It is difficult to believe that Aaron Copland (1900-1990), one of the pioneers and ultimately, icons of American music, passed away more than 26 years ago. Copland went to Paris in the 1920s for advanced compositional training, but he didn’t really discover his voice until he returned home and looked closely at his roots. From that keen analysis came music that was truly American. As Copland was creating classical music inspired by his American roots, George Gershwin was coming at his American roots from the pop side, and the two musicians arrived at almost the same place at almost the same time.
For Gershwin, it was Rhapsody in Blue (1924) and Porgy and Bess (1934), and for Copland, it was Billy the Kid (1938), Rodeo (1942) and Appalachian Spring (1944). All this new music was rooted in American jazz and folk music, and the cultural life that went with them. Gershwin died at the early age of 38 before he had begun to realize his full potential. Copland lived to be 90 and wrote music in every conceivable style and genre. Copland began it all and contributed mightily to the growth of a uniquely American music nearly all the way through the Twentieth Century. It can be truly said that he changed the world.
On this new Naxos recording, we have the ballet Appalachian Spring, one of Copland’s classic scores, paired with an almost completely unknown ballet score, dating from ten years earlier (1934). Copland had returned from Paris and was trying to make a living as a full-time composer during the height of the Depression, when Chicago-based dancer and choreographer Ruth Page asked him to write a score for Hear Ye! Hear Ye! a story about a murder in a Chicago nightclub. The job would pay Copland $250, and at the time he was happy to get it.
For Hear Ye! Hear Ye! Copland produced nearly 35 minutes of music, consisting of 18 movements — much of it chase music and busy music one might associate with the music track for a cartoon — none of which lasted more than four minutes. The score was cleverly crafted, with lively rhythms, some derived from popular dance music of the time, and colourful orchestration. It was cheeky too; Copland used distorted versions of the National Anthem in both the first and last movements. Given the narrative of the ballet, there was probably some social criticism intended here.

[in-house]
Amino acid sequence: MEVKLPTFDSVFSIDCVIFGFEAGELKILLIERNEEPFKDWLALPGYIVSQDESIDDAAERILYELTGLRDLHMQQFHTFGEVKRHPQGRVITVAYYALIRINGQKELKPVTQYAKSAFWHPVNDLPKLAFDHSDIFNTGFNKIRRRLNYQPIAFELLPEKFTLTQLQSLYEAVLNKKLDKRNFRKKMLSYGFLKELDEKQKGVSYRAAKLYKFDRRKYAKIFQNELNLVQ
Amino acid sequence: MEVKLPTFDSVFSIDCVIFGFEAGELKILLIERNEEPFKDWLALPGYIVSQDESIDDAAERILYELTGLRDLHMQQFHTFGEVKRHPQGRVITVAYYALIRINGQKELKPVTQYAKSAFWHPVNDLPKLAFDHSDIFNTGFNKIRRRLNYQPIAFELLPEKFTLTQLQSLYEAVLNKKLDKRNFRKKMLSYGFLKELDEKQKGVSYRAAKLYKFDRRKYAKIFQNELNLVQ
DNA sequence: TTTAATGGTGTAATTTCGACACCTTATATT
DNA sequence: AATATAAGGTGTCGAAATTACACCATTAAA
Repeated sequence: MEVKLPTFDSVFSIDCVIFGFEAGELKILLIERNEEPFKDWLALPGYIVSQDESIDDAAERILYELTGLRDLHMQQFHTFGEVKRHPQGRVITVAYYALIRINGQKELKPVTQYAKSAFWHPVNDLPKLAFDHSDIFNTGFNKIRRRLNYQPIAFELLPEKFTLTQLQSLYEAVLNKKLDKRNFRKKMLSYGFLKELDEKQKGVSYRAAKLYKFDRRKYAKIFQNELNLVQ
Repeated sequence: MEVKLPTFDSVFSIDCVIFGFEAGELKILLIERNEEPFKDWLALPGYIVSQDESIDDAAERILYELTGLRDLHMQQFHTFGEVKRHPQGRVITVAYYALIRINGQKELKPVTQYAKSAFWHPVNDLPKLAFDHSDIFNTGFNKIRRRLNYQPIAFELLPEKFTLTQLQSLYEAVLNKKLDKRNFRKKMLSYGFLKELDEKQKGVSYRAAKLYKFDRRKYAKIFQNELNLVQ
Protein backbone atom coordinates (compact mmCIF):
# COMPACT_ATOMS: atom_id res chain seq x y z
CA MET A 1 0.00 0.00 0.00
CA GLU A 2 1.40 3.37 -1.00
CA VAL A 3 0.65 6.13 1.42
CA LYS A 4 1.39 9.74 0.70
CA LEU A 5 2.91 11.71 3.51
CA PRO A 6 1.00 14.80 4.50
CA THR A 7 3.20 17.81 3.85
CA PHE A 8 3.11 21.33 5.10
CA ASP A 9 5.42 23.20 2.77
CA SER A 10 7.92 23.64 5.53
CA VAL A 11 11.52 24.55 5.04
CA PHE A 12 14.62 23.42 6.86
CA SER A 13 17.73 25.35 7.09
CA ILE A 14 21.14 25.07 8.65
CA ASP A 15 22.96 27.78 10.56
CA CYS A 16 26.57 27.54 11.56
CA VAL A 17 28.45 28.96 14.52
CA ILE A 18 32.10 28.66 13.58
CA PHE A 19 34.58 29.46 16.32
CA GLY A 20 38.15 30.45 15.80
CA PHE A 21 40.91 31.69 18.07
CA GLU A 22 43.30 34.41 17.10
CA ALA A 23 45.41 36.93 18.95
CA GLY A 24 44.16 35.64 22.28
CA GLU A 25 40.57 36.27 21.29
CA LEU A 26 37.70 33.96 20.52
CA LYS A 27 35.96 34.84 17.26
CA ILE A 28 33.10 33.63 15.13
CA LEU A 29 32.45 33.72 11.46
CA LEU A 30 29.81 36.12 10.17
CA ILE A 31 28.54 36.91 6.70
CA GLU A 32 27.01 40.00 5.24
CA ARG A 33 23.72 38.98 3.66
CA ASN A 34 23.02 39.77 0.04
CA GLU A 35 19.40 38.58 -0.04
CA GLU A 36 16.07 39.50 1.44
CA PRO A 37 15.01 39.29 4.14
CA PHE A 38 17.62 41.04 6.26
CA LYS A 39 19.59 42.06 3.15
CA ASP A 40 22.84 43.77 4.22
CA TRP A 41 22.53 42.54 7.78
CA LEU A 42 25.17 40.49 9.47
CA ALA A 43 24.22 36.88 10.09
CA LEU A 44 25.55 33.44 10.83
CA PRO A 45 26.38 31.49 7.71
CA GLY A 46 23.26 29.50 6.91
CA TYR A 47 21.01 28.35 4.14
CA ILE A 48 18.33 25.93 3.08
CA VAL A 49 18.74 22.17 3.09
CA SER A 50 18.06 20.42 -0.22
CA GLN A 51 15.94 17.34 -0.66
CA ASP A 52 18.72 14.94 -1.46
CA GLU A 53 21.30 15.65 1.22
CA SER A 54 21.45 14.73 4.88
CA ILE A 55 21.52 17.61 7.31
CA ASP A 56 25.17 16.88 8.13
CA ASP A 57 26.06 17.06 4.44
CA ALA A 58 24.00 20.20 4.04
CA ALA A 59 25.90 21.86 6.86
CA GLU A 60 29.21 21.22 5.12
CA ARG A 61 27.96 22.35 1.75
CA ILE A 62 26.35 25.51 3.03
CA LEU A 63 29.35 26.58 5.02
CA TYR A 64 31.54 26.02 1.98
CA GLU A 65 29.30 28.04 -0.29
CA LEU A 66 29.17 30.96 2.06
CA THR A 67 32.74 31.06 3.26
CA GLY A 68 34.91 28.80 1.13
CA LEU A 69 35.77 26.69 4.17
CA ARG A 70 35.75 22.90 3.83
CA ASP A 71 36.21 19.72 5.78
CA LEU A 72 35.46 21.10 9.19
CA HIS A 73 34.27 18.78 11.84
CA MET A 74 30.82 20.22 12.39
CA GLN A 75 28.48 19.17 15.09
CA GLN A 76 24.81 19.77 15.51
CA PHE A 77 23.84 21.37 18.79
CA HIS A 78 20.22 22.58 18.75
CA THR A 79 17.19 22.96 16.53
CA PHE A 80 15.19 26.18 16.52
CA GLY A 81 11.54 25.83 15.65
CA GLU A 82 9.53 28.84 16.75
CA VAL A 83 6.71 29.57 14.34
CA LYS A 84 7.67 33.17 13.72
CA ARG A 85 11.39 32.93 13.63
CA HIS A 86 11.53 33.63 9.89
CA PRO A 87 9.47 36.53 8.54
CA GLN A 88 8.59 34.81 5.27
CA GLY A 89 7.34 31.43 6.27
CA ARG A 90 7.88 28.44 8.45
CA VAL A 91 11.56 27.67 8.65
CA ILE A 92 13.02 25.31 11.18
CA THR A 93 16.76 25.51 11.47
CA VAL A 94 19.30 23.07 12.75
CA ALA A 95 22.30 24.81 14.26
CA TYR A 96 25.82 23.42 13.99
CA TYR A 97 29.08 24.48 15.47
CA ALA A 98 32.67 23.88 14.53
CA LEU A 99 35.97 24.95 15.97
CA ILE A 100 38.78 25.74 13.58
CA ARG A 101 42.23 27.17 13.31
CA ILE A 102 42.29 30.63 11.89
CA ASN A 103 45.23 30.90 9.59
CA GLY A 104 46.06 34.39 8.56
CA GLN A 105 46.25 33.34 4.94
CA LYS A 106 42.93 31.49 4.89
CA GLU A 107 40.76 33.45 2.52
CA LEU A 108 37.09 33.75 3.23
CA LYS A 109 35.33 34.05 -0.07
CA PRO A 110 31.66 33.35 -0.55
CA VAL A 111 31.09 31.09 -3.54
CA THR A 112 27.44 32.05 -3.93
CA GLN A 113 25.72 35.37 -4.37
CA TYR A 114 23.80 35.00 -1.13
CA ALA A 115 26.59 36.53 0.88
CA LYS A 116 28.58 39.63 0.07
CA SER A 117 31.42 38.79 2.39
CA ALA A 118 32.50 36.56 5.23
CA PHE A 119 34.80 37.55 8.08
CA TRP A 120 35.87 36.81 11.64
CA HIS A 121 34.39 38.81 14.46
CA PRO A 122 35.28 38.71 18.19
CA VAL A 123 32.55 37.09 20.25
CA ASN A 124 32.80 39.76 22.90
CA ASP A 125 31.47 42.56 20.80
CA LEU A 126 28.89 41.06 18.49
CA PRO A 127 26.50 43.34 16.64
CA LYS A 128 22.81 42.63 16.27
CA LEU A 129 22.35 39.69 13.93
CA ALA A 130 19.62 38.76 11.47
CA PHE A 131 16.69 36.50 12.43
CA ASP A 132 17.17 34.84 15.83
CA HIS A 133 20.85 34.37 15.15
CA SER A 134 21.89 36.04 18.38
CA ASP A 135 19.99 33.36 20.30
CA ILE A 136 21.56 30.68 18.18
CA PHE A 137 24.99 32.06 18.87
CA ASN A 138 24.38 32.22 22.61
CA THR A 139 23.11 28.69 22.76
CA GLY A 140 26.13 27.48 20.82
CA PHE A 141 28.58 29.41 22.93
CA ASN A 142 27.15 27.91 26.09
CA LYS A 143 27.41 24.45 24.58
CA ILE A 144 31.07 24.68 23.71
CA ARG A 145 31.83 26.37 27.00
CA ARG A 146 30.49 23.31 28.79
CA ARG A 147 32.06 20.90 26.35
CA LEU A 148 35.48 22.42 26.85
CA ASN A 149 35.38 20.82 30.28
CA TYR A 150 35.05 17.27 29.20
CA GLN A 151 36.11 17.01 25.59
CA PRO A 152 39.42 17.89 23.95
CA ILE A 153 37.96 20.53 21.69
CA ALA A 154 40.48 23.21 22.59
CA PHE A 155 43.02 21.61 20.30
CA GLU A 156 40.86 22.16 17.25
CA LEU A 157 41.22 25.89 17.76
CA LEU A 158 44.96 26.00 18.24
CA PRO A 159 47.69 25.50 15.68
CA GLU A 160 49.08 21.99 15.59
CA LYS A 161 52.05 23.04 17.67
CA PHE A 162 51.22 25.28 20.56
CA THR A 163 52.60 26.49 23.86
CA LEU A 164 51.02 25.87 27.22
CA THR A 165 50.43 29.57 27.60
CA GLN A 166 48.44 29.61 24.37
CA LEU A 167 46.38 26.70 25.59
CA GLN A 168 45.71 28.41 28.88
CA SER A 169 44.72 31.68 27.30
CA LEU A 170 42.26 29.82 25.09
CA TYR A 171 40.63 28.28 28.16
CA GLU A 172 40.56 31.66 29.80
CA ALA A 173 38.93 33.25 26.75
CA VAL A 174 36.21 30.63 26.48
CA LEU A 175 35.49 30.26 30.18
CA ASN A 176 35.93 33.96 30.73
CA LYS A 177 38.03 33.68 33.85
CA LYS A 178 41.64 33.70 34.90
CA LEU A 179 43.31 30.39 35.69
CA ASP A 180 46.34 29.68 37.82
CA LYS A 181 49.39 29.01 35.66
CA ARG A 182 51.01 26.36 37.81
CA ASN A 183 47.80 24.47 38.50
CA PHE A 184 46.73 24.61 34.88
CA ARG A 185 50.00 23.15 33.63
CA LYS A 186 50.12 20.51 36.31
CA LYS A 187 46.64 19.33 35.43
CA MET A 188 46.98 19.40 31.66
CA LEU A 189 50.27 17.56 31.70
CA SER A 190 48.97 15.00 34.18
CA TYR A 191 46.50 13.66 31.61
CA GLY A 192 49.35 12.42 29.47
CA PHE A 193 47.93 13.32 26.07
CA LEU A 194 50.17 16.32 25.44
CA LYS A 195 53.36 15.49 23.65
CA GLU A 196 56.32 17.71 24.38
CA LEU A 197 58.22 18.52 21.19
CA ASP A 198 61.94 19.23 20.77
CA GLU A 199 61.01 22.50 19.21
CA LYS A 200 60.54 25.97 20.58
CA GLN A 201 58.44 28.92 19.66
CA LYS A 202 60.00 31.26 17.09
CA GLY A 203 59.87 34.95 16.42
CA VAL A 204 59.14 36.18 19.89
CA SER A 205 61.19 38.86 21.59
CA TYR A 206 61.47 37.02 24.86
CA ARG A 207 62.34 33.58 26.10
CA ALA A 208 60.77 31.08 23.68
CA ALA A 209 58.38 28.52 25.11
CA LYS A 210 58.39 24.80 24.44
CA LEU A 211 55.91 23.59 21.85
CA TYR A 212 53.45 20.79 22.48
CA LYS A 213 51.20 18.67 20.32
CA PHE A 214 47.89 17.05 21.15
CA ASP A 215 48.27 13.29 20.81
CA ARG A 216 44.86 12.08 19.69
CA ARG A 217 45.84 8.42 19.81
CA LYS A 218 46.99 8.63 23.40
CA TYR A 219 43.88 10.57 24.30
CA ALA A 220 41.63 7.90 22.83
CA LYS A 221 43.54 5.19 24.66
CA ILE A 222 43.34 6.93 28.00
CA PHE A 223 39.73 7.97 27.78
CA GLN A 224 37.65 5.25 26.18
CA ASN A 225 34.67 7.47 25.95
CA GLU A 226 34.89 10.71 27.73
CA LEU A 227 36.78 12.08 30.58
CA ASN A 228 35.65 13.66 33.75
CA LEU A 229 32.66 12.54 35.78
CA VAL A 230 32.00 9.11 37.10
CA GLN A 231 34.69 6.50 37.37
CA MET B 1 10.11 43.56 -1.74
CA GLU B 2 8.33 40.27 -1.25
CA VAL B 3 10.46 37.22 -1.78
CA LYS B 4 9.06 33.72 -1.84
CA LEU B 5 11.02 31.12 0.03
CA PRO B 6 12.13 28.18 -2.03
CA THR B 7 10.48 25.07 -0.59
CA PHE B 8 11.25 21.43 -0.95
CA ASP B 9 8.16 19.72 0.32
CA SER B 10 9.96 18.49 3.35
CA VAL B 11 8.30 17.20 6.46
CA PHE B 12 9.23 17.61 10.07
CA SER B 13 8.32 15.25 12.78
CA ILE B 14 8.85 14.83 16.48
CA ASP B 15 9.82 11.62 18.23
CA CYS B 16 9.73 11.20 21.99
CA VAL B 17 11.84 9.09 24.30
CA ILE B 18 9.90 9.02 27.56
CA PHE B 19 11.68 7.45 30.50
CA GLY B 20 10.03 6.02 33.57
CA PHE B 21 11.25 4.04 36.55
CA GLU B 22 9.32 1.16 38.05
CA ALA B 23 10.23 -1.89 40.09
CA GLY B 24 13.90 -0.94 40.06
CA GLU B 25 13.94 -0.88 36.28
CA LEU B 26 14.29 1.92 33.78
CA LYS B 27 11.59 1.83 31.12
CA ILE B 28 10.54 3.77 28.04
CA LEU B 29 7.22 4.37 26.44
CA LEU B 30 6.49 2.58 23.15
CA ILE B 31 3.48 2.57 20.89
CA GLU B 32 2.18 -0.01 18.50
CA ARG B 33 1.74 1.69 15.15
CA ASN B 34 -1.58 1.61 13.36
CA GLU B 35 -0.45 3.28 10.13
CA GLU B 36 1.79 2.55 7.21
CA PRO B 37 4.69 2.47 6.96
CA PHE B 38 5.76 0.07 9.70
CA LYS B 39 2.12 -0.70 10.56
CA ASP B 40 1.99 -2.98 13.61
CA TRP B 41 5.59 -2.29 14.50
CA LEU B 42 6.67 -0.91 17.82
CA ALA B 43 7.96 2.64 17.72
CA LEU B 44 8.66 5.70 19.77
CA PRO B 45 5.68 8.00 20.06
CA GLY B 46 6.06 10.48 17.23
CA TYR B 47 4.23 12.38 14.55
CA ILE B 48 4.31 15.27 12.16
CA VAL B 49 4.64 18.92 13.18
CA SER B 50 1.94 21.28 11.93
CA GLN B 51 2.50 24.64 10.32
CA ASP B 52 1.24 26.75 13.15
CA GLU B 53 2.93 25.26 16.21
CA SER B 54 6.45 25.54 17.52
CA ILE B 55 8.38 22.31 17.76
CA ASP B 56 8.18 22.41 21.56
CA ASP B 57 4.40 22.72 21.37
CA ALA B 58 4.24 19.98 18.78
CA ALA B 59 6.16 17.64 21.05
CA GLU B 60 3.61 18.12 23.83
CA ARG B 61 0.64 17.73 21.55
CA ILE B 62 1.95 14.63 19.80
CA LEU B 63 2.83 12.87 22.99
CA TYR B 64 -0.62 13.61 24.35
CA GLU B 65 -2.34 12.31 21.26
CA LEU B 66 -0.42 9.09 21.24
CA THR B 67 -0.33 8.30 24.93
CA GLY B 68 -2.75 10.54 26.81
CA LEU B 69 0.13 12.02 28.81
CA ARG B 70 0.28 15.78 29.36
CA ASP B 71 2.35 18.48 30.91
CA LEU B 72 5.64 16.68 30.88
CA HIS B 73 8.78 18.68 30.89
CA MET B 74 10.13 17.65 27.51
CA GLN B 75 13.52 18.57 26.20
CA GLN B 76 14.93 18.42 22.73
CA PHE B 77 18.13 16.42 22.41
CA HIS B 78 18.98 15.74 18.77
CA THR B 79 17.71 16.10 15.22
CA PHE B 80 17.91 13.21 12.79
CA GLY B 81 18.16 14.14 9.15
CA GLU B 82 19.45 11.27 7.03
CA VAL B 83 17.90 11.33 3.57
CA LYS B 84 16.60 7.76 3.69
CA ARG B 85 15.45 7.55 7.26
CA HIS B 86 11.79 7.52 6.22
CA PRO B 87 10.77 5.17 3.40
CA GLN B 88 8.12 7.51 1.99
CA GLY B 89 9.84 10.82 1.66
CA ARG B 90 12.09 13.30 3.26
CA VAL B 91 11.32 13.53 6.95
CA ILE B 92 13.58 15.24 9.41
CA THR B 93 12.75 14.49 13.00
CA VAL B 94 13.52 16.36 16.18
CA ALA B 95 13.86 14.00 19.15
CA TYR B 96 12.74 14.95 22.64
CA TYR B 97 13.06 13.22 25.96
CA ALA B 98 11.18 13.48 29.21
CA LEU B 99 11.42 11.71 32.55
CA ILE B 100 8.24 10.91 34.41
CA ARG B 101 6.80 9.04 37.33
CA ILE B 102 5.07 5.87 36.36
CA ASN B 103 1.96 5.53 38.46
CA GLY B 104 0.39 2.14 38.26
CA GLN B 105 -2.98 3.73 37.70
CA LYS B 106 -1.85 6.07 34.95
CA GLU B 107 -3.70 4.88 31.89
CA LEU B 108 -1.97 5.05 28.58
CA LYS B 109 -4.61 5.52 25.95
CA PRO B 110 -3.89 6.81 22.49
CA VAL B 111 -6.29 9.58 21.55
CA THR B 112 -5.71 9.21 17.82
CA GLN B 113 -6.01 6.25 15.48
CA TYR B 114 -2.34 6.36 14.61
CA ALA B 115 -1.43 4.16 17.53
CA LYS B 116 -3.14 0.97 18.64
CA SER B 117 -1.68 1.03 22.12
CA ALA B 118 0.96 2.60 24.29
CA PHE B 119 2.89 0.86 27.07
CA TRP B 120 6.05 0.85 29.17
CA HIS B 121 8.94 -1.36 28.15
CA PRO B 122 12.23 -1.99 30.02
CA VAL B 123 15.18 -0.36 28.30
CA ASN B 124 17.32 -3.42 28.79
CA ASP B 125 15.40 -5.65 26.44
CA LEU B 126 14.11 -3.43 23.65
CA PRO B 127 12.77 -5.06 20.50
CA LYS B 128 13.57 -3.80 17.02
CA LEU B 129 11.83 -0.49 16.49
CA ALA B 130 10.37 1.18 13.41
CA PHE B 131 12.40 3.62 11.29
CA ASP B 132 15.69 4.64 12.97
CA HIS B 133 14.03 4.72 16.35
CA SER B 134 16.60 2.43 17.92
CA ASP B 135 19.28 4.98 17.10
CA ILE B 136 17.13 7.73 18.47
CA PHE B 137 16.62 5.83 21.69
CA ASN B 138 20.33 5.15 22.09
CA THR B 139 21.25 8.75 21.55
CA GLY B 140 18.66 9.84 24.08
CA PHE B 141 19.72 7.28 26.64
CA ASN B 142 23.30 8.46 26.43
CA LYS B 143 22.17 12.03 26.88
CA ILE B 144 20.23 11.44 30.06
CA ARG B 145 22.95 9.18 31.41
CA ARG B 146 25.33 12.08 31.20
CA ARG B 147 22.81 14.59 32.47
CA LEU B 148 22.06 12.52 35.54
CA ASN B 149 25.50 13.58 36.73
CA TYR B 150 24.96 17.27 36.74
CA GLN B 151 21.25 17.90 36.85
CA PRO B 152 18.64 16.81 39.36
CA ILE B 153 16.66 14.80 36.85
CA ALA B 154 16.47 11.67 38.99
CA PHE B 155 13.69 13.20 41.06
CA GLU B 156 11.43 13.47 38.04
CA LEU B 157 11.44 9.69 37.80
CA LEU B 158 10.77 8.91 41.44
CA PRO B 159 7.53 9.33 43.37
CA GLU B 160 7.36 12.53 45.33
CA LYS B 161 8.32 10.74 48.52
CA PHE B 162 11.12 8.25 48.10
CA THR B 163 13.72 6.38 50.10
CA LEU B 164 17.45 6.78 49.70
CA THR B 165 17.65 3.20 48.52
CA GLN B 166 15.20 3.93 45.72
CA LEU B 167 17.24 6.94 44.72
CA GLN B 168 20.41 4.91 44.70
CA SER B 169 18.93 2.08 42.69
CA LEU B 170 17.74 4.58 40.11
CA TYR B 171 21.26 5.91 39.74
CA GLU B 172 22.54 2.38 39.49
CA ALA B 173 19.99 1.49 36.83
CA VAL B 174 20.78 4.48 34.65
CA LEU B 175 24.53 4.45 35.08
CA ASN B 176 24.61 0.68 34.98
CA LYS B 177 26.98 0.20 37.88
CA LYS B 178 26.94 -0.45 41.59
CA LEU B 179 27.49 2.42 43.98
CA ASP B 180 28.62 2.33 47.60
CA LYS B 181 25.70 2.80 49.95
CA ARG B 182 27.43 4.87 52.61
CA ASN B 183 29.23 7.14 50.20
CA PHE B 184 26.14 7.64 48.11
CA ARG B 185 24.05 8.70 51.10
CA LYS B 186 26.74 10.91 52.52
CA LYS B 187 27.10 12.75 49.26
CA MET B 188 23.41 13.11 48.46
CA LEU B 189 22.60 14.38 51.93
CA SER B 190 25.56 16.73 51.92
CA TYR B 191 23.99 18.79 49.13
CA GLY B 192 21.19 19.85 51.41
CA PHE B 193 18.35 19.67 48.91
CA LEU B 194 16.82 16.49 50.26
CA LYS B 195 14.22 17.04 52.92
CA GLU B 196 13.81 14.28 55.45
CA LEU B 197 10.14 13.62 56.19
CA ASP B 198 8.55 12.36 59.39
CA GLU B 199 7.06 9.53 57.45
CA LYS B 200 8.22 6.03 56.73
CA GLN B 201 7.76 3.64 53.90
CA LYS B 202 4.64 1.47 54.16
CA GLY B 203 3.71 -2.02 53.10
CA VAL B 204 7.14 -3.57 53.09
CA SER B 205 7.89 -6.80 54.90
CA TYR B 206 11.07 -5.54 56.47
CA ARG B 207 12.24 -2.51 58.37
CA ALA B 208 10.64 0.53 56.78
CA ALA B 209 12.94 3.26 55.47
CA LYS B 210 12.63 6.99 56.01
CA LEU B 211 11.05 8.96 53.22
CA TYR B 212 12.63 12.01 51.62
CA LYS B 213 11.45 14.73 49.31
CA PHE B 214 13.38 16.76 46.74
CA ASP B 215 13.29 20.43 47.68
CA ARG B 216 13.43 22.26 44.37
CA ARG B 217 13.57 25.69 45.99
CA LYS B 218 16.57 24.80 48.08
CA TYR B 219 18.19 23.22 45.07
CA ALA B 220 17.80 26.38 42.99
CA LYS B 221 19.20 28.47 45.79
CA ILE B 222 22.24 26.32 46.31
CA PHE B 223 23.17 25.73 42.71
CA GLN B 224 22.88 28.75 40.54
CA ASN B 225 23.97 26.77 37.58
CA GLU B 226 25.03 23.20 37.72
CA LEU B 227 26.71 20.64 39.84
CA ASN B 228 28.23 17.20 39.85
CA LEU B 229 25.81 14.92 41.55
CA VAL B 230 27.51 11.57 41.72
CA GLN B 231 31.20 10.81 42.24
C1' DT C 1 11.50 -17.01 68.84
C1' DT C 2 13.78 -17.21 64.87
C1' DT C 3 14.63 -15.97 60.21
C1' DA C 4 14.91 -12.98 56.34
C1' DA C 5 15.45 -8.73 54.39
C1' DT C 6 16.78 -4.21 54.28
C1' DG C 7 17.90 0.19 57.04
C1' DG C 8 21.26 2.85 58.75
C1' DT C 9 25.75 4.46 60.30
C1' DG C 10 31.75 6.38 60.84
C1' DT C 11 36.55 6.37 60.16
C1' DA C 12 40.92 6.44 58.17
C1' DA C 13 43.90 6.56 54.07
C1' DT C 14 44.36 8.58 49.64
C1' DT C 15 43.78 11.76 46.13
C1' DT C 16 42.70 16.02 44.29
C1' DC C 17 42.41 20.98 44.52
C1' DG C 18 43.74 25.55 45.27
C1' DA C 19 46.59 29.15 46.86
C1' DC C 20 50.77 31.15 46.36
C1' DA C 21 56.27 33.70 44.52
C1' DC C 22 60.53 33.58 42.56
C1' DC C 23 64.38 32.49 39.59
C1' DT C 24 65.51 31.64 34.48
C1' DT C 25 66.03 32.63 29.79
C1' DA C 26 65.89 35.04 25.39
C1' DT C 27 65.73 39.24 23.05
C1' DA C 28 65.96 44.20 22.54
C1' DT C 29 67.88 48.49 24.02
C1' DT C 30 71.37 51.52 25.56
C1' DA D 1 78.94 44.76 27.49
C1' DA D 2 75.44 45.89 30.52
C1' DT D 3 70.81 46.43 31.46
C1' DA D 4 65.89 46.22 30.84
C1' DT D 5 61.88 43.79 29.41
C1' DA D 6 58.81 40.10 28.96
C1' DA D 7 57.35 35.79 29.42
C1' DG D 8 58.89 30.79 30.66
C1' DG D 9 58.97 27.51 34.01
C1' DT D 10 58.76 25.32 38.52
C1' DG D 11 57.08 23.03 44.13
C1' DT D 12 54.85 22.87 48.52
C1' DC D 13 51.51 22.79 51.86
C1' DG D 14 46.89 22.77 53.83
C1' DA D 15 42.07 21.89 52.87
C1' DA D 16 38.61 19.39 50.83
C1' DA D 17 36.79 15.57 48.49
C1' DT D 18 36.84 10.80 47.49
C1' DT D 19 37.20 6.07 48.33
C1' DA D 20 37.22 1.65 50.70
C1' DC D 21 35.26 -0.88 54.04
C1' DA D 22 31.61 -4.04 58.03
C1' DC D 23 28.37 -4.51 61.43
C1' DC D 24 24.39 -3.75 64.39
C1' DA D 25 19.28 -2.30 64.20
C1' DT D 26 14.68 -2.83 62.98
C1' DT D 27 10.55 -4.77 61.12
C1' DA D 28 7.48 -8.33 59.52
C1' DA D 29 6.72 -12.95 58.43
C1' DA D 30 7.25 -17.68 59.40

Hear Ye! Hear Ye! was a rather cynical legal drama, set in a Chicago courtroom. During a murder trial, three witnesses give completely different accounts of what happened. There are three suspects: a female dancer, a jealous chorus girl and an unhinged man in the audience at the night club. In the end, the jury convicts all three of them!
Shortly after the premiere of Hear Ye! Hear Ye!, Copland withdrew the score and declared it a failure — perhaps rightly so; that said, some of the music is clearly charming and entertaining and a suite drawn from the complete score might have a future in the concert hall.
Leonard Slatkin, who has long been in the forefront of American conductors seriously promoting the work of their country’s composers, has always conducted Copland’s music with great authority and that is certainly the case in this recording. Under his direction, the orchestra responds with fine playing.
Slatkin has led the Detroit Symphony through some very tough economic times and somehow managed to make it even better than it was when he took it over. The 2017-2018 season will be his 10th and final year as its music director, and he will be a tough act to follow. In his final season, he is conducting thirteen weeks of programs including a concert performance of Puccini’s opera Turandot, Mahler’s Ninth Symphony, five French programs and eight world premieres. Slatkin also writes an excellent monthly conductor’s blog.
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